Given a permuted array of length N of first N natural numbers, we need to tell the minimum number of swaps required in the sorted array of first N natural number to reach given permuted array where a number can be swapped with at most 2 positions left to it. If it is not possible to reach permuted array by above swap condition then print not possible.
Input : arr = [1, 2, 5, 3, 4] Output : 2 We can reach to above-permuted array in total 2 swaps as shown below, [1, 2, 3, 4, 5] -> [1, 2, 3, 5, 4] -> [1, 2, 5, 3, 4] Input : arr = [5, 1, 2, 3, 4] Output : Not Possible It is not possible to reach above array just by swapping numbers 2 positions left to it.
We can solve this problem using inversions. As we can see that if a number is at a position which is more than 2 places away from its actual position then it is not possible to reach there just by swapping with elements at 2 left positions and if all element satisfy this property (there are <=2 elements smaller than it on the right) then answer will simply be total number of inversions in the array because that many swaps will be needed to transform the array into permuted array.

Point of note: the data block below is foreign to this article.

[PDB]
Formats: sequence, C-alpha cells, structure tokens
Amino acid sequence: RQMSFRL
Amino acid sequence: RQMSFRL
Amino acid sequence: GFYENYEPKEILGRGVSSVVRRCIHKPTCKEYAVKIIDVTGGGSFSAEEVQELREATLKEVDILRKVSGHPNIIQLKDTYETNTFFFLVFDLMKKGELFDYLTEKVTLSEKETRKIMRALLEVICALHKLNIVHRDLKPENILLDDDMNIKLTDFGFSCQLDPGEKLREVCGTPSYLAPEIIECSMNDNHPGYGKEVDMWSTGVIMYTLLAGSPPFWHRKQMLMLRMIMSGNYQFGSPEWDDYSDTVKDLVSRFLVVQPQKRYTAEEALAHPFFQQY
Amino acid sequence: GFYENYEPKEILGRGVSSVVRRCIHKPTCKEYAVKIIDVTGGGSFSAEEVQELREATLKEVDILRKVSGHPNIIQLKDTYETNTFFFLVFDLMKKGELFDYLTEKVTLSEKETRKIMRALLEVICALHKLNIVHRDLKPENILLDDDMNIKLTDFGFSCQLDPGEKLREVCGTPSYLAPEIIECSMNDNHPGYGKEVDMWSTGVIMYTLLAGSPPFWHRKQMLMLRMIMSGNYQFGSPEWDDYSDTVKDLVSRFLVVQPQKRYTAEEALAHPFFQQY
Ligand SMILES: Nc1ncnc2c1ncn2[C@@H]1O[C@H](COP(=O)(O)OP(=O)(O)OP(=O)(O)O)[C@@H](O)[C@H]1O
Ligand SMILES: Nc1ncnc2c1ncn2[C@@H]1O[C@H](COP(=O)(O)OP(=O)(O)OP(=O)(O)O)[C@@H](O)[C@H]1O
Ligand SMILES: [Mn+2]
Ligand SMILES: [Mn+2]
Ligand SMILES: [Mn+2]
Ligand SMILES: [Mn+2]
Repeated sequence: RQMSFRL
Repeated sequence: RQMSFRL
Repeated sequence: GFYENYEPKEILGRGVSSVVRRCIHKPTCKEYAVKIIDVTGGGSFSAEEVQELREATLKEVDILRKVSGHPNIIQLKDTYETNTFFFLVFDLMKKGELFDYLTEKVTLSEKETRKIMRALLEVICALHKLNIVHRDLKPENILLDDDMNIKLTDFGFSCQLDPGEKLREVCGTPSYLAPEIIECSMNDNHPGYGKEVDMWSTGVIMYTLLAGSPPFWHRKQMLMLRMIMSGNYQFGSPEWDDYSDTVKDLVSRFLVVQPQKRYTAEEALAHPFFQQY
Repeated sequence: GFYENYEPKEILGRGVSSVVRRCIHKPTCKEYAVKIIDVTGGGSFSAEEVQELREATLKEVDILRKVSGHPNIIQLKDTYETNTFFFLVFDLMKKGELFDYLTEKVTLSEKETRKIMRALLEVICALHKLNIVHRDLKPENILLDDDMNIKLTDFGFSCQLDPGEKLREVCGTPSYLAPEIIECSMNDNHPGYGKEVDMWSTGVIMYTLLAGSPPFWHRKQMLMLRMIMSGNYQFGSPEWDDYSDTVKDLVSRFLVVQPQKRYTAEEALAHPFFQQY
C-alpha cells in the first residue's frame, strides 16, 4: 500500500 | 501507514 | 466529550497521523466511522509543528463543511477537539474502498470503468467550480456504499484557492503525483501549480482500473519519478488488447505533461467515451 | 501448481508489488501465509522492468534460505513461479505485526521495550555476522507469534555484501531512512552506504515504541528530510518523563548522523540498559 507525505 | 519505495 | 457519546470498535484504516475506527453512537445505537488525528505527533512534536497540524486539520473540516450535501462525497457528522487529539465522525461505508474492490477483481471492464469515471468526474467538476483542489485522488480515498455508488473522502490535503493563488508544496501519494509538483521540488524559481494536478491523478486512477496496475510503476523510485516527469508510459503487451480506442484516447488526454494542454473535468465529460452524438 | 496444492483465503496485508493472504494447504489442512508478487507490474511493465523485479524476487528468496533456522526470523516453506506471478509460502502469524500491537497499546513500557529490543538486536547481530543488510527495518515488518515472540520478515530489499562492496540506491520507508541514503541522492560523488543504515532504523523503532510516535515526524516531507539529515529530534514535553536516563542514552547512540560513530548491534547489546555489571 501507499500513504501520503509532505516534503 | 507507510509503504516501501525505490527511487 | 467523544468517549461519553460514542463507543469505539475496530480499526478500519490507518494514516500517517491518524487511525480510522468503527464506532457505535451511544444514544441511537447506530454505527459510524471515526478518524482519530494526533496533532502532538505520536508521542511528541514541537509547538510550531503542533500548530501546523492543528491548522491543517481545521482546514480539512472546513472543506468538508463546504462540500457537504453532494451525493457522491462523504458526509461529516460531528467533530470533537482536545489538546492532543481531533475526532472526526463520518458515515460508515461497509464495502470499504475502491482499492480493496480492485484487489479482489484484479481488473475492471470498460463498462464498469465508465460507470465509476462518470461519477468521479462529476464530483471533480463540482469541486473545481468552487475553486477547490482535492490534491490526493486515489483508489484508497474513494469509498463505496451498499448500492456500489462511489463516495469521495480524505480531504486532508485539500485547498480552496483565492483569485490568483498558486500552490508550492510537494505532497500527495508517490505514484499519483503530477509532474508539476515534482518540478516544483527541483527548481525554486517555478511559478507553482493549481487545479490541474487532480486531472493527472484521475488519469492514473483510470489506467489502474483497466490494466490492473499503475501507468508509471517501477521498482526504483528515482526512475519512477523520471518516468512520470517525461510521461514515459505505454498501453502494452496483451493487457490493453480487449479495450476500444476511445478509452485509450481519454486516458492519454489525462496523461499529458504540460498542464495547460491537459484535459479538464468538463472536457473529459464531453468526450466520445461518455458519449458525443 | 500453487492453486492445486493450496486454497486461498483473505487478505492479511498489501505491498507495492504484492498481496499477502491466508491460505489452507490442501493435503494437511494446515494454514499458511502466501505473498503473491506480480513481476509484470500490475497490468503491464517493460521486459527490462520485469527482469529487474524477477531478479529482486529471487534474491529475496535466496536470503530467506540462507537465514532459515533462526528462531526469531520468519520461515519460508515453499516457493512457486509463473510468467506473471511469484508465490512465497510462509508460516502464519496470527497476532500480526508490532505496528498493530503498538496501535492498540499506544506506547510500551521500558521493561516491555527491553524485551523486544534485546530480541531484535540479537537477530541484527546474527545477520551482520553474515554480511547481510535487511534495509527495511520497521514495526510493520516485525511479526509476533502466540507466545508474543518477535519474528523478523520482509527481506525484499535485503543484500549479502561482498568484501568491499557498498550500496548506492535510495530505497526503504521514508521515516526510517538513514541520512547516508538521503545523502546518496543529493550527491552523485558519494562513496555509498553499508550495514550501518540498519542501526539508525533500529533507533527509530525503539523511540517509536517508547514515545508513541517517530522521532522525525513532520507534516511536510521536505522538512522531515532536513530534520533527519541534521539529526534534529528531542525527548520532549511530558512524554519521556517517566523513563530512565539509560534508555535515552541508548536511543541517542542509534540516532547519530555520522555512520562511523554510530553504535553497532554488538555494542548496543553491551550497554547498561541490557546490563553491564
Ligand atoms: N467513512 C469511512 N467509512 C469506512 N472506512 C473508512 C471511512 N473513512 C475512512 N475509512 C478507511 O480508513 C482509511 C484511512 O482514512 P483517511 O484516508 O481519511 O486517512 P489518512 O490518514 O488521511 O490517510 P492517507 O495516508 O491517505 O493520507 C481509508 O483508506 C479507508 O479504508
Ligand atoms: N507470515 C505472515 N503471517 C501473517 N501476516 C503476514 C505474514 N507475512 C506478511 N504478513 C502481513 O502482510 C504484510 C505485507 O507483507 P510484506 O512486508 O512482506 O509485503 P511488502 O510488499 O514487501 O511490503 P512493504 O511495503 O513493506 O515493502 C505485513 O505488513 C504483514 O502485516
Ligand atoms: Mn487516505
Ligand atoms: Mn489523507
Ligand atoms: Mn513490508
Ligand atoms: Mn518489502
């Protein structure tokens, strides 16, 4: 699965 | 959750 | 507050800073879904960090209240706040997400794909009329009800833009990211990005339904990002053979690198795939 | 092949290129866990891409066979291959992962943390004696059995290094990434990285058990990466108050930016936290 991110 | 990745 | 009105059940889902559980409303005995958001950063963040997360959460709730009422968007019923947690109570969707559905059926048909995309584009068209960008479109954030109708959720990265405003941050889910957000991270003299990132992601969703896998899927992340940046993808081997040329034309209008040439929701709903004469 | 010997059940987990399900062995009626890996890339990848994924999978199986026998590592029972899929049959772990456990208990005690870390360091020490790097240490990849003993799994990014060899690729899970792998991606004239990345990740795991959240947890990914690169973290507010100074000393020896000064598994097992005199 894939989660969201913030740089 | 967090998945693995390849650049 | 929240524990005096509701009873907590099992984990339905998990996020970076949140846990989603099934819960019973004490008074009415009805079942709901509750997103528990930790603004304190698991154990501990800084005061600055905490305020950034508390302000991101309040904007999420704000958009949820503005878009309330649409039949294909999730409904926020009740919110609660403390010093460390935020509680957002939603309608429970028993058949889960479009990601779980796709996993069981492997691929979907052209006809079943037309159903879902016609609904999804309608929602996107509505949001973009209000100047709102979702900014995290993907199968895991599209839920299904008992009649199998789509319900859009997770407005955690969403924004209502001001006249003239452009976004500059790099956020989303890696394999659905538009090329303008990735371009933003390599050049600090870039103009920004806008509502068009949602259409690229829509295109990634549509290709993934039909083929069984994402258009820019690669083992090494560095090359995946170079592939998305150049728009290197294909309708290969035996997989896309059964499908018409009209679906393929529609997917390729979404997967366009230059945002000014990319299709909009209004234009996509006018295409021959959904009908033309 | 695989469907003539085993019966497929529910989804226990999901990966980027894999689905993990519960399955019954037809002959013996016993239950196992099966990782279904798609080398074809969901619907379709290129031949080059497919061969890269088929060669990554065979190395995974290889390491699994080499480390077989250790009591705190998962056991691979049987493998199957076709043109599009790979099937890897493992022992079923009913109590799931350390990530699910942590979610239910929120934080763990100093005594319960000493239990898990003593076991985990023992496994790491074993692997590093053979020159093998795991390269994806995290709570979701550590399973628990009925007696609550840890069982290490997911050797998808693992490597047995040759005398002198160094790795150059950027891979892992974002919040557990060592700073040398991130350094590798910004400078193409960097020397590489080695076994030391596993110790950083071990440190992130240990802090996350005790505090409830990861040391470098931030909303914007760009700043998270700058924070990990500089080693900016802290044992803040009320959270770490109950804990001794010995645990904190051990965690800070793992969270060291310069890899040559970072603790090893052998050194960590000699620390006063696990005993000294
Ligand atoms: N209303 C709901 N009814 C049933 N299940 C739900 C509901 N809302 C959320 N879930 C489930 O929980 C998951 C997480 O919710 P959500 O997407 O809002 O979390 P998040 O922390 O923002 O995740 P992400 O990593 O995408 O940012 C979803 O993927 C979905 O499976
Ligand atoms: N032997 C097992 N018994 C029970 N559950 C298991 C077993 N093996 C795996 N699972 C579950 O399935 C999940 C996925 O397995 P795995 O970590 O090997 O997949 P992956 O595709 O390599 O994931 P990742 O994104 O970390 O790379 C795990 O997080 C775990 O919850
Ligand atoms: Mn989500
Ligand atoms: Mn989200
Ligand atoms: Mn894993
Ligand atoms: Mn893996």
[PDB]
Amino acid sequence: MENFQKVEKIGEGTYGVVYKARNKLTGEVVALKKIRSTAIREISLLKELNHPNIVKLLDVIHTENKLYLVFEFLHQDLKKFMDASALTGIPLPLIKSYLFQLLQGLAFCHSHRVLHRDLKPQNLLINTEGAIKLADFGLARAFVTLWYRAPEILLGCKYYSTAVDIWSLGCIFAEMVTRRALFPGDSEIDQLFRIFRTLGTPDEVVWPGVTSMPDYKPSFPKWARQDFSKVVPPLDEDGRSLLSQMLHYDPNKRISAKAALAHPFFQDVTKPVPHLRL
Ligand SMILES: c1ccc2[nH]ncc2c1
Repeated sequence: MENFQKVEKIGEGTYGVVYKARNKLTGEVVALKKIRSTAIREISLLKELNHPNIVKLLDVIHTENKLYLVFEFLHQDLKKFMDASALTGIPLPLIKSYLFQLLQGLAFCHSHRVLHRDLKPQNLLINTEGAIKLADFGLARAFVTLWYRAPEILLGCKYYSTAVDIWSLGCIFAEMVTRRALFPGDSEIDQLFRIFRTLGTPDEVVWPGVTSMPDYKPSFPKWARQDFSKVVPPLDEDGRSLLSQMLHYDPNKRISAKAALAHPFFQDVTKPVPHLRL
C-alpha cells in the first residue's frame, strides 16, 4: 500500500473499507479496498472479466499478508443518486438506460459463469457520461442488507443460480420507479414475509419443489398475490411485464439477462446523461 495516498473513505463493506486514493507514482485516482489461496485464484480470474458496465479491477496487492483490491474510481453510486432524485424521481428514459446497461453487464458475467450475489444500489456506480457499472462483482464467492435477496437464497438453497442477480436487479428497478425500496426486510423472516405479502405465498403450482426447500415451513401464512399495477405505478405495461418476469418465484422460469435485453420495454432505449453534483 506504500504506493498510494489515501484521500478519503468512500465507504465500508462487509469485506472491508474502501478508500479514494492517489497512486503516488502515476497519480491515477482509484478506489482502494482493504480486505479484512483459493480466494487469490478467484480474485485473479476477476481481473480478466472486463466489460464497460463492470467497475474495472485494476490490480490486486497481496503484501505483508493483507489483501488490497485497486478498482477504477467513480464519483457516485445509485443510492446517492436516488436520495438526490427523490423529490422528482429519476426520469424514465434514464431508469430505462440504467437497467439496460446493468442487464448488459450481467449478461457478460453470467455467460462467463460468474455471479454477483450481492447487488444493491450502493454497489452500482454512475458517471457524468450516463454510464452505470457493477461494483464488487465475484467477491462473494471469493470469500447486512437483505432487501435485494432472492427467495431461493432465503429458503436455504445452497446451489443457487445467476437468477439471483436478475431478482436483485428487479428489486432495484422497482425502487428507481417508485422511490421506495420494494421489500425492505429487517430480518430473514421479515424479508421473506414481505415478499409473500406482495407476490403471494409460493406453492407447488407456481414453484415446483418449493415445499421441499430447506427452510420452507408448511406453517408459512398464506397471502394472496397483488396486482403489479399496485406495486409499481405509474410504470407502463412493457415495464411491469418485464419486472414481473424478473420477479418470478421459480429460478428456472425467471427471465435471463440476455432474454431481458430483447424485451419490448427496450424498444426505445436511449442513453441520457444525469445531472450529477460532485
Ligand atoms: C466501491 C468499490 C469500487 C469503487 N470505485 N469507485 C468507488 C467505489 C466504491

We can find the number of inversions in N log N time using merge sort technique explained here so total time complexity of solution will be O(N log N) only.
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- Minimum number of swaps required to sort an array | Set 2
- Minimum number of swaps required to sort an array
- Minimum adjacent swaps required to Sort Binary array
- Number of swaps to sort when only adjacent swapping allowed
- Minimum cost to reach end of array array when a maximum jump of K index is allowed
- Minimum Swaps required to group all 1's together
- Minimum swaps to make two arrays identical
- Minimum swaps so that binary search can be applied
- Minimum swaps required to bring all elements less than or equal to k together
- Minimum number of swaps required for arranging pairs adjacent to each other
- Minimum number of adjacent swaps for arranging similar elements together
- Lexicographically smallest array after at-most K consecutive swaps
- Largest lexicographic array with at-most K consecutive swaps
- Check if the array can be sorted using swaps between given indices only
- Largest permutation after at most k swaps
Improved By : Rajput-Ji